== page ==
Question: What is phish and when should you be suspicious of divulging private information?
Author: Joseph Tam
Be skeptical of any request for private information.
As a general rule, don't give out private information unless
you are sure to where, and to whom, you are giving them to.
This means any private information (passwords, bank PIN, SIN,
etc.) over any communication medium: Email, unfamiliar web site
form, telephone, etc.
The mantra is a great rule of thumb, but lacks the clarity of
concrete rules. This is by no means a comprehensive list, but
it will go a long way toward keeping your account safe:
- Do not give out passwords, nor any private information, by Email.
- Do not give your MathNet password to any web site that does not end with
.math.ubc.ca. Do not give your UBC CWL password to any web site that does
not end with .ubc.ca. (Check what your browser reports the URL as.)
- Do not give private information over the phone unless you know who
the other person is, or by using contact information you've obtained by
independent, trustworthy means (not Google Maps).
What is phish?
Phish is a term for fraudulent Email instructing you to divulge confidential information,
such as passwords, PINs, credit card numbers, or personal identity data (e.g. date of birth)
in order to impersonate you to steal resources that belong to you. Phish Emails are written
by criminals -- don't be a victim. Don't underestimate how damaging losing control over
your Email or identity is.
Examples of phish
You can see samples of phish reported to us in our
A common example is an Email notifying you there is a problem with your
Email account (e.g. out of storage, needs maintenance, upgrade, etc.),
and asking for your Email address and password to fix it. The message
may ask for this information by reply Email, or by entering into a web
form outside our domain (math.ubc.ca). These fraudsters are trying
to gain control of your MathNet account, to send more spam or other
Another common type are 419 scams, where the sender pose as a
bank/government official or other person requiring your assistance to
carry out a financial transaction. In return, they will pay you a fee or
commission. They may even offer payment in the form of a cheque deposit,
but written for an amount which will require some form of reimbursement.
In reality, it's all an elaborate ruse to take your money.
There are many other examples, but the one thing they have in common
is that they want you to give them information that they can use to take
something from you. Don't do it -- [repeat the mantra].
Common characteristics of phish
Phish usually have some or all of these superficial traits, but you
should not use these traits as the sole determination of whether a message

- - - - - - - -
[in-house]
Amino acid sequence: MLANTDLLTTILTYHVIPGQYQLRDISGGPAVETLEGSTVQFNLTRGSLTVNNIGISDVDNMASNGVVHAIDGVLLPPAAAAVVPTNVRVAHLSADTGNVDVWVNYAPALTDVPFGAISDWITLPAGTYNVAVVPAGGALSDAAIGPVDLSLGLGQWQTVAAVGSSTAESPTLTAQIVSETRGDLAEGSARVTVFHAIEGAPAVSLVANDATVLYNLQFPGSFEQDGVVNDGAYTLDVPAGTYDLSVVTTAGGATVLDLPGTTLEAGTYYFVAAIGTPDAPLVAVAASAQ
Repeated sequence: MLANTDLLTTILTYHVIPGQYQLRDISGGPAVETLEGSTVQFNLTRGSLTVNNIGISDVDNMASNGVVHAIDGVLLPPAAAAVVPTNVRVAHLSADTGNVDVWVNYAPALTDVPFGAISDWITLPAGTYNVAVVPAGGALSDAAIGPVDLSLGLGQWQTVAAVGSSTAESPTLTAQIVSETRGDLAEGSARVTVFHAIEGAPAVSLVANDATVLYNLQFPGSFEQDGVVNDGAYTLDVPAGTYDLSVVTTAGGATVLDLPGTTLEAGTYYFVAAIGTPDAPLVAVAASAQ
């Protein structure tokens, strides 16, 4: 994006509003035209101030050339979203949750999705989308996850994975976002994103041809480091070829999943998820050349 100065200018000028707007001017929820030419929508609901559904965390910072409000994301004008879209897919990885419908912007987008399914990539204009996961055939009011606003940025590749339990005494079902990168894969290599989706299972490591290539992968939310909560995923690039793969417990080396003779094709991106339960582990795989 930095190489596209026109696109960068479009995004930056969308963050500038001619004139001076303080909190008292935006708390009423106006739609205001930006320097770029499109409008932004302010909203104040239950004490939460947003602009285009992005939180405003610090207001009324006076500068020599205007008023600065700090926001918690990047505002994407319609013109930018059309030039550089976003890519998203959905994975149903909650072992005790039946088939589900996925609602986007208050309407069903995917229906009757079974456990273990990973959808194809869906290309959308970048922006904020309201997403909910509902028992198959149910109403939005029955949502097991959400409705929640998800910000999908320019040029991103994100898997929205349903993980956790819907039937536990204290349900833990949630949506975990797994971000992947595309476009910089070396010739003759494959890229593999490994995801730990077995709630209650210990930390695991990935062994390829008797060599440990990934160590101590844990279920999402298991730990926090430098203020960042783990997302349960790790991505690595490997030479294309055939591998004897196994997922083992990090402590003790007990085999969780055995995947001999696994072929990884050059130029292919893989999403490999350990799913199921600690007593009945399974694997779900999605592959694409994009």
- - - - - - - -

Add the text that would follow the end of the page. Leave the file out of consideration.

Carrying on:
is genuine. Fraudulent Email is evident by what it tries to make you do,
not by what it looks like -- [repeat the mantra].
- Generic salutations (e.g. "Dear Sir", "Webmail user") that displays
no intimate knowledge of who you are.
- Lack of credible contact information (no local phone numbers
or real names) to verify assertions in the message.
- Spelling and grammar mistakes.
- Weird formatting and word usage (e.g. gratuitous upper casing,
inconsistent spacing, etc.).
- Unfamiliar sender/recipient Email address, different From/Reply
Email addreses, or web URLs or outside our domain
- A tone of urgency (e.g. "Do it now!", "You may lose Email
What should you do when you receive a Phish Email?
Receiving phish messages is harmless, but you should not respond to it,
and never act upon any instructions within e.g. visit web page.
Neither MathNet nor University IT staff will ever ask you for your password, nor any
confidential information via Email. If in doubt, please contact the IT staff using trusted
channels (known Email address, phone number, in person).
If you have received fraudulent Email (or have doubt to its veracity),
please forward the entire Email (full headers and body) to the IT staff.
Take a look our our PhishTank first to make sure
it hasn't been reported before.
What should you do if you have been victimized?
If you have responded to Email or any communication method that was, in hindsight,
suspicious or fraudulent, please go through this list of remedial actions. Speed is important
-- fraudsters only need a few minutes to take advantage of information you've provided.
- If you have divulged your MathNet password, change your password as soon as
you can. Contact the MathNet IT staff immediately. If you use the same
password elsewhere, it would be prudent to change those as well.
- If you have given away financial information that can be used to commit identity
fraud, contact your financial institutions such as bank or credit card company,
to make them aware of the situation.
- [Optional] This is not time critical, but you can report fraud to
Canadian Anti-Fraud Centre. It won't help you immediately, but it may help
someone else, and maybe even eventually help catch these creeps.
- Lastly, [repeat the mantra] until you are out of breath.
- Wikipedia entry (Phishing)
- Tutorial Video
- Comedy Phish Skit:
this is a humorous take on phish and spam in general,
but it highlights the observation that if the content
of spam was conveyed in the same analogous method as
in person, you would have no trouble discerning it as